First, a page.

By Josh Lehner
Office of Oregon Economic Analysis,
In terms of the economy, the biggest risk is the amount of permanent damage that accumulates during the social distancing phase. Across the country this is largely about business closures  and/or permanent layoffs . In terms of a more Oregon-specific risk, one item our office is watching closely is migration. While growth for growth’s sake is not necessarily a good policy goal, the real benefits of migration for Oregon isn’t just the increase in demand for local pizza shops, but rather the ample supply of mostly young, skilled workers for local businesses to hire and expand. Remember, long-run economic growth is all about the number of workers  and how productive  each worker is.
While people pack up and move to Oregon in good times and bad, we know most people follow the jobs. Migration flows are considerably larger when job opportunities are plentiful. As such, the recession is expected to change both the annual pattern of migration to Oregon but also the longer-term population forecast. Now, Oregon is still expected to see population growth, however these gains in the next few years are reduced from recent forecasts.
In thinking through the outlook it is helpful to distinguish between the expected impacts at different points along the way.
In the near term, migration is drastically reduced. Hardly anyone is moving during a pandemic and shelter in place style policies are in effect. Provided these policies lift and households are confident enough over the prime summer moving months, the impacts of the shutdown itself may prove minimal. The risk here is that the public health situation deteriorates such that nobody moves this summer, which is not our baseline forecast.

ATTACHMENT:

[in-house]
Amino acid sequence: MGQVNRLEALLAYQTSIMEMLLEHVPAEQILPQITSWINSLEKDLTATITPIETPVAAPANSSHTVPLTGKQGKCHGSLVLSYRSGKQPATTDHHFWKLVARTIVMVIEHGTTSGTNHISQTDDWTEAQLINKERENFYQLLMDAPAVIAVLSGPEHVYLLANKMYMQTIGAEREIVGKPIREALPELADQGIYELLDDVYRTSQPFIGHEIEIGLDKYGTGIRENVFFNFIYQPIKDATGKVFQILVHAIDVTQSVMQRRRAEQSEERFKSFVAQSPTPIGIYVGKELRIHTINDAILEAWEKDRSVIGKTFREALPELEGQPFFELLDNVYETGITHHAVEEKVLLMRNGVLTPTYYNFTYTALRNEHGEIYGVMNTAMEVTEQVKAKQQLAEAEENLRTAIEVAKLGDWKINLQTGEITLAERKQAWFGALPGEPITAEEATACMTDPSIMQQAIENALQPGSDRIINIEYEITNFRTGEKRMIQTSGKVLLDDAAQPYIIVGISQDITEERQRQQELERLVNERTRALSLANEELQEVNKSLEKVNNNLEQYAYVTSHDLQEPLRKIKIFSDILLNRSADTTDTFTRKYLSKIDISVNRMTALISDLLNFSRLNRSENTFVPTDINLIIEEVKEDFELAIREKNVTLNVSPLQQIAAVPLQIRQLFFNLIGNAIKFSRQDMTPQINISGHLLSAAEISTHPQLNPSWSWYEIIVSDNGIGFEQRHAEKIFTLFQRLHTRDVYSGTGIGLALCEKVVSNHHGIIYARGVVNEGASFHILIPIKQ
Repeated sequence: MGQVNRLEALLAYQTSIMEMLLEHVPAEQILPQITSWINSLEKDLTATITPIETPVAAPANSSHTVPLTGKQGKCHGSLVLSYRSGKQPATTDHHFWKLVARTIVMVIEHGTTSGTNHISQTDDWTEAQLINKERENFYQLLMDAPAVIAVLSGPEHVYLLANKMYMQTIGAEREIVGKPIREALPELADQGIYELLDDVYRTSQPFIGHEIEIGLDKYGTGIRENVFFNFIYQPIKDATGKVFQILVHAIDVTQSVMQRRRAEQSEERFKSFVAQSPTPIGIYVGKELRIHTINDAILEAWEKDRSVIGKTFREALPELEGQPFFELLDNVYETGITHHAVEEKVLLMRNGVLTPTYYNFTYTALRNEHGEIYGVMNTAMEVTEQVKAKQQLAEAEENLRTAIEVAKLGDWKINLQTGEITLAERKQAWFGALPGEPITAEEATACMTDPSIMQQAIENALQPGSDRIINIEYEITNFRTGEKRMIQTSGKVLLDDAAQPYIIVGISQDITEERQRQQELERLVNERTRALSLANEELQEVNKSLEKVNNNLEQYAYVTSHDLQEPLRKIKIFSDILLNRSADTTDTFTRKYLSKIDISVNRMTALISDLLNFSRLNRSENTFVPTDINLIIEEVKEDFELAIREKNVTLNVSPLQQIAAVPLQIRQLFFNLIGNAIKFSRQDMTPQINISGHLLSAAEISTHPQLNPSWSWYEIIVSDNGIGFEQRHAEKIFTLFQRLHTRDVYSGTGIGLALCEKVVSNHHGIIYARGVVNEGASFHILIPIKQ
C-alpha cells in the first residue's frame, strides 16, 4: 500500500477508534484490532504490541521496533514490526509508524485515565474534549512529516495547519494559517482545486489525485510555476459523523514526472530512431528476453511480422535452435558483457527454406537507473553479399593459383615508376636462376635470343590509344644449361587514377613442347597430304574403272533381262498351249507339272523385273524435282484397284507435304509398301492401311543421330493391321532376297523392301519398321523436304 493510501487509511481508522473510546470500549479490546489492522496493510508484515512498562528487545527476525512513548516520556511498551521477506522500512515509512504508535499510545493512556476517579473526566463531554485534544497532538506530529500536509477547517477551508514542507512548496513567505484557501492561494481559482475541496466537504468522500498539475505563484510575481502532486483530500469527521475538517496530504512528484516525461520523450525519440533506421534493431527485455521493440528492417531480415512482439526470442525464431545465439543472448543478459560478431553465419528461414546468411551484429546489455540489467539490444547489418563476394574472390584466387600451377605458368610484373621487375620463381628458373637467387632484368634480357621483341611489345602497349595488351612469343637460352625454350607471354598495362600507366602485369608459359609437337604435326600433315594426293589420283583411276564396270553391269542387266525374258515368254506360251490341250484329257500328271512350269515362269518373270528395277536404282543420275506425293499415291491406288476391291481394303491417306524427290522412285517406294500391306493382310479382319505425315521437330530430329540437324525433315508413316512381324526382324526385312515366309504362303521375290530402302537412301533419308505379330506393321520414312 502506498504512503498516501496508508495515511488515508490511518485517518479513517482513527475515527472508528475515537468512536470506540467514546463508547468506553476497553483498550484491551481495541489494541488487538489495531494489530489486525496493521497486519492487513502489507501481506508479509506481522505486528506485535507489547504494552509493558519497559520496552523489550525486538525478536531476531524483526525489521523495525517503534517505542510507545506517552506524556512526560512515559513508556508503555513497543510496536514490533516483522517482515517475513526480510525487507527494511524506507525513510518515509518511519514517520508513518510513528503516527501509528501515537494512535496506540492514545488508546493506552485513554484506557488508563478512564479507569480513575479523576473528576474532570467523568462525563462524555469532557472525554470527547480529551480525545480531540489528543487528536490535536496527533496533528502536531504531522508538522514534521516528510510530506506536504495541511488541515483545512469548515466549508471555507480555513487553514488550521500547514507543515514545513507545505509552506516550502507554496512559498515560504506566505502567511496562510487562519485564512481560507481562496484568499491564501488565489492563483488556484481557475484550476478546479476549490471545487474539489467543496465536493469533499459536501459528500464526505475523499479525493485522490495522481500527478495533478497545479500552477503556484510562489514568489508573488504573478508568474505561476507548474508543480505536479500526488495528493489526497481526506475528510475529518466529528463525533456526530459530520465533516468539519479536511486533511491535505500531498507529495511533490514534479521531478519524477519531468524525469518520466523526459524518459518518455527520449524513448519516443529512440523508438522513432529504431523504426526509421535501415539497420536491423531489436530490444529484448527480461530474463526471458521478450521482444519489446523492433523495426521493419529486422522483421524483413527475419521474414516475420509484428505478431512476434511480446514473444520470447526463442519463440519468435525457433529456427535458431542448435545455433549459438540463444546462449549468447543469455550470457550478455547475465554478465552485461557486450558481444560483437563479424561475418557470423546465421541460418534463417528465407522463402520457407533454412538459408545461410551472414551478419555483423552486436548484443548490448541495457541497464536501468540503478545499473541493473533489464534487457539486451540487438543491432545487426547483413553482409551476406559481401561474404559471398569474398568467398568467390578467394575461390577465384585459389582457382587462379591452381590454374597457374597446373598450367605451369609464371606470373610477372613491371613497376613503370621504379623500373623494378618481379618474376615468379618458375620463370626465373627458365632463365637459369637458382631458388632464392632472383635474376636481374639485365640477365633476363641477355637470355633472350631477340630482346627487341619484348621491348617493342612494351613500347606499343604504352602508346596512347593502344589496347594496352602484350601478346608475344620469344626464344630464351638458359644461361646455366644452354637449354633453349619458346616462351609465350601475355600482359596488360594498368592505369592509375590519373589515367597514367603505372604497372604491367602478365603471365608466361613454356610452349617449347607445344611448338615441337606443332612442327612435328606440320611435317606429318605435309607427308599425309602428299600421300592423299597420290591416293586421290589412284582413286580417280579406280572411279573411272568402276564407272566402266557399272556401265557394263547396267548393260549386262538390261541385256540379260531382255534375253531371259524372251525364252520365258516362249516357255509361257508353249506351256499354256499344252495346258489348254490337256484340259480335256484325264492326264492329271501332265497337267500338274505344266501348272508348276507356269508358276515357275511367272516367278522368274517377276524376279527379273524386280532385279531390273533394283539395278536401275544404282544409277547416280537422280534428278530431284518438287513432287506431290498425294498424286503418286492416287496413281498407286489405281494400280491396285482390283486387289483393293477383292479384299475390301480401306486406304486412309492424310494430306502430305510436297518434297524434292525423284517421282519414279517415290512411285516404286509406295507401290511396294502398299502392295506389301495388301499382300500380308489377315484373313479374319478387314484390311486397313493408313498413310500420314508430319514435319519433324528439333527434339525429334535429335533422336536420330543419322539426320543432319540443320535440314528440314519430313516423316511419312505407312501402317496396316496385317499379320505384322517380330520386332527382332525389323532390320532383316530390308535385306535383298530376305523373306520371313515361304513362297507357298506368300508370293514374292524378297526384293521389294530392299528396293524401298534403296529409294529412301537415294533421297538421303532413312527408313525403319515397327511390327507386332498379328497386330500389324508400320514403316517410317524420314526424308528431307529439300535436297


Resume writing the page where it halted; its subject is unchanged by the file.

Over the medium term, migration will be reduced due to the recession. Fewer people will move here as job opportunities are harder to come by. Household formation will also be weaker due to income losses and uncertainty. Overall, our forecast for population growth over the next five years is lowered by 36,000 (-0.8%). What this effectively means, at least relative to our previous forecast, is that Oregon will basically lose one year of migration over the next five. Taking into consideration the typical age of migrants and labor force participation rates, this forecast change reduces the potential size of Oregon’s labor force by about 15,000 a few years down the road. In a stronger economy and given demographics, that’s roughly equivalent to 7 or 8 months of job growth. This is no minor change.
Now, over the long term our office does not expect any appreciable differences in the state’s ability to attract and retain working-age households. The combination of available jobs, scenic beauty, and housing affordability that’s bad, but also not the worst along the West Coast are all expected to remain.
Now, the reduced migration from the recession is expected to create persistent damage to the long-run outlook. However once the recession subsides, the damage is not expected to continue to mount or worsen. Migration flows in the second half of the decade are actually raised a few thousand relative to previous forecasts.
This lower population outlook has implications not just for labor force growth and different regions of the state, but also for things like the housing market which we will circle back on in the near future. Additionally, I have been fielding a lot of requests regarding remote workers and how the pandemic may change migration patterns. I am in the process of updating all that information and will share when it’s available.
For more on the population and demographic outlook, see our office’s forecast summary starting  on PDF pg 30 here. It touches on fertility rates, age structures, how demographics can impact budgets, and expectations of an additional U.S. House of Representatives seat, among other things.